SAN FRANCISCO -- California travel companies will pay $95 per location this year to the Travel Consumer Restitution Corp. (TCRC), the state's fund for consumers who have lost money due to bankruptcies or other failures of registered travel firms.

The fee is actually two fees in one, with $35 going to fund the administration of the TCRC and $60 going to restitution. There currently is $1.2 million in the fund.

The TCRC is a major part of the state's controversial Seller of Travel Law, which took effect three years ago and expires at the end of 1998.

The future of the law is uncertain, however, because the California Coalition of Travel Organizations is discussing with the attorney general's office ways to make the program less burdensome to travel agents.

ARTA has been one of the most vocal critics of the law: Its leaders in California oppose the concept of an industry-sponsored restitution fund. If the law is not reenacted this year, it will expire and the TCRC will be dissolved, with the $1.2 million redistributed to companies who made contributions.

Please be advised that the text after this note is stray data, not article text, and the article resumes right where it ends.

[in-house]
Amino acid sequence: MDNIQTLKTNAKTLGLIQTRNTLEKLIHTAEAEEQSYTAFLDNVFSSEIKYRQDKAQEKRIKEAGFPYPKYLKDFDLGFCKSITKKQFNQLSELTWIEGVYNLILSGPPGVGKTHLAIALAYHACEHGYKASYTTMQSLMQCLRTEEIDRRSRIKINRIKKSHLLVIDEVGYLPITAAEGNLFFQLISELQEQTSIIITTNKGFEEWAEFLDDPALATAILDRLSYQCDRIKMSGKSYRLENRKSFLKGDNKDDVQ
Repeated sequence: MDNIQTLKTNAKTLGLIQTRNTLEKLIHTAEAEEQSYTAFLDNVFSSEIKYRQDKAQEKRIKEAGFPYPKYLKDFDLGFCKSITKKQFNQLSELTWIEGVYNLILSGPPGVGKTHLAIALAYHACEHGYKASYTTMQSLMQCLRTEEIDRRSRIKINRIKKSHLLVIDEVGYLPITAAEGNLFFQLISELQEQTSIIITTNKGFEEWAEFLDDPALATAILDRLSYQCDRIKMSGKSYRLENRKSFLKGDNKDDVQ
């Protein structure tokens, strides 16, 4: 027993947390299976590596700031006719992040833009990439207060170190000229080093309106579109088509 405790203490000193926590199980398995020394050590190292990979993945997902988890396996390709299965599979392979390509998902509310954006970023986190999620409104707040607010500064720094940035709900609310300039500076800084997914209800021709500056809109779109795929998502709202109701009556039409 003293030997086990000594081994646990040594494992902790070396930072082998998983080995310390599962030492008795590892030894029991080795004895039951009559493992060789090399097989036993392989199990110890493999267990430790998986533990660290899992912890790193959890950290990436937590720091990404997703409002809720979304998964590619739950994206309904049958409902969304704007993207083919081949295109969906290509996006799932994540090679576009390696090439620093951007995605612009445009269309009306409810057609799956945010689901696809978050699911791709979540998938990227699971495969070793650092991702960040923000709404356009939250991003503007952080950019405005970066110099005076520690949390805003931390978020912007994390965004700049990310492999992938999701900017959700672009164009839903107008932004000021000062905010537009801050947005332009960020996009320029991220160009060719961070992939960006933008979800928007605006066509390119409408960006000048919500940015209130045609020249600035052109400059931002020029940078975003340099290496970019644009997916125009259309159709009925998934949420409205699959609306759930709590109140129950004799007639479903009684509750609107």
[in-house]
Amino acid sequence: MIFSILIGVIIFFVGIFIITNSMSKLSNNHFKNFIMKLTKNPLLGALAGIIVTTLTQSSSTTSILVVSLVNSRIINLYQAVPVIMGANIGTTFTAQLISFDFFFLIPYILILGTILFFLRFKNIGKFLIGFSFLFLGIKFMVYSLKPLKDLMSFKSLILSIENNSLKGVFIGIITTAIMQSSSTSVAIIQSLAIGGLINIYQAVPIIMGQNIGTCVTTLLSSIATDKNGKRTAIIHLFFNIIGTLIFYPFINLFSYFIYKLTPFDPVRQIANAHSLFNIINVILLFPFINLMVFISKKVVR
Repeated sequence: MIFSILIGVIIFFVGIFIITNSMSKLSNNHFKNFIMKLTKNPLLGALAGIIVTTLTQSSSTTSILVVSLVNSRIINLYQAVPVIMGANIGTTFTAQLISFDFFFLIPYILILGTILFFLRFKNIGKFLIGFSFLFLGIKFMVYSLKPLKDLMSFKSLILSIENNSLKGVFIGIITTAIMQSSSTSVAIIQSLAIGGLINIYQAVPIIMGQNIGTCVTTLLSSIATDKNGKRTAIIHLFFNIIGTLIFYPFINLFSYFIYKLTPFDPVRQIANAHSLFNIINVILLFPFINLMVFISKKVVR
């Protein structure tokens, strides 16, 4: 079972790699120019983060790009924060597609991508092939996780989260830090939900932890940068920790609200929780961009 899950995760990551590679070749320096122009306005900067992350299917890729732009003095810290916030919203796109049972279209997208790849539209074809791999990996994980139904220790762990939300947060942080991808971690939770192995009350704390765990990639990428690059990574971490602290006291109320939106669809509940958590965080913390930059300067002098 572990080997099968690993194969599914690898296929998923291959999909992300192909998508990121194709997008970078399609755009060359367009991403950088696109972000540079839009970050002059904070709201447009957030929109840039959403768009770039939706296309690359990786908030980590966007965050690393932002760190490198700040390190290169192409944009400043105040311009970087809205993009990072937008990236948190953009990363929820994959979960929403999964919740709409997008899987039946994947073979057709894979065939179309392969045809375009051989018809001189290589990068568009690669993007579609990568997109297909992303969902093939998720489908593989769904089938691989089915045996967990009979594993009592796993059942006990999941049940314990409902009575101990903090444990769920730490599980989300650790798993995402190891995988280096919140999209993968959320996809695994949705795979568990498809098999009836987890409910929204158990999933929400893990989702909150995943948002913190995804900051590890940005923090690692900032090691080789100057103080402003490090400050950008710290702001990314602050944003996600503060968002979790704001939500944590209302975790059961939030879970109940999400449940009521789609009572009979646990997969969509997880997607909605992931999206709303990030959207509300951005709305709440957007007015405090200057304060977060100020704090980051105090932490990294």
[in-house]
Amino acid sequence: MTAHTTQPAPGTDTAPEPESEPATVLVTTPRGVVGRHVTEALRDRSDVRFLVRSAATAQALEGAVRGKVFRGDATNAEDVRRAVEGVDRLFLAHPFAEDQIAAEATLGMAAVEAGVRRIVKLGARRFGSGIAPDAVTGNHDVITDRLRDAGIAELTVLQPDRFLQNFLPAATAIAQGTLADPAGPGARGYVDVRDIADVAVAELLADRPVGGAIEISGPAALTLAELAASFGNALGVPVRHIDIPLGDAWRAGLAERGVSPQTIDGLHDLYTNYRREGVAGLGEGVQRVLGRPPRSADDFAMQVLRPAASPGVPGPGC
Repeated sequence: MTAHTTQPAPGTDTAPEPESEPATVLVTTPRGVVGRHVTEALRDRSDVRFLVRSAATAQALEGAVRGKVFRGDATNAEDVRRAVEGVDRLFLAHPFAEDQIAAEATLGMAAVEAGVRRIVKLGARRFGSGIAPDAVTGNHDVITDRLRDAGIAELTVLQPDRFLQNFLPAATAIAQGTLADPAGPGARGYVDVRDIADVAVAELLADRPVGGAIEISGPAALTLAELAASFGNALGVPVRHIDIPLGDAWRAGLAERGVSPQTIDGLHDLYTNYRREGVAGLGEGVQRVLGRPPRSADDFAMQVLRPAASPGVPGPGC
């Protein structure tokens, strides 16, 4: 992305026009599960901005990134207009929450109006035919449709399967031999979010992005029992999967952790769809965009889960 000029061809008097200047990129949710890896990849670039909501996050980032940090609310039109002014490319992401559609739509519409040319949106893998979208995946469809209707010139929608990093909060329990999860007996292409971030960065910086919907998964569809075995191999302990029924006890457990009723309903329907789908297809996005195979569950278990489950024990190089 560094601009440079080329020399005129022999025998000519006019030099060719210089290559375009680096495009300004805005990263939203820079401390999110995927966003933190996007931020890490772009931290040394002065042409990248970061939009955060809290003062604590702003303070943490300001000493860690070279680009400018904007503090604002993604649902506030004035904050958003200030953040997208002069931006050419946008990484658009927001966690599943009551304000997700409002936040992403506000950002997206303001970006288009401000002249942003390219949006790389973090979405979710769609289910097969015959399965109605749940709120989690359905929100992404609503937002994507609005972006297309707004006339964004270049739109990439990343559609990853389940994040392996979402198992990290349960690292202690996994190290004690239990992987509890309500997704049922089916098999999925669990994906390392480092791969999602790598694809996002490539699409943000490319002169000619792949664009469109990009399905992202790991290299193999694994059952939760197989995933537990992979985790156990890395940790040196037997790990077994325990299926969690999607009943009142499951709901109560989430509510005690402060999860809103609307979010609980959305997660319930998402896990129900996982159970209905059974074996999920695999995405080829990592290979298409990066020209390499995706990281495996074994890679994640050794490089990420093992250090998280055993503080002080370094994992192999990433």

The 1998 fees -- the last fees to be levied if the law is not reenacted -- were determined by the TCRC board in early January.

Diane Embree, TCRC chairman, said the fee is based on the number of registered firms in the state and the amount needed to raise the fund from the previous year's balance to $1.2 million, the amount required by law.

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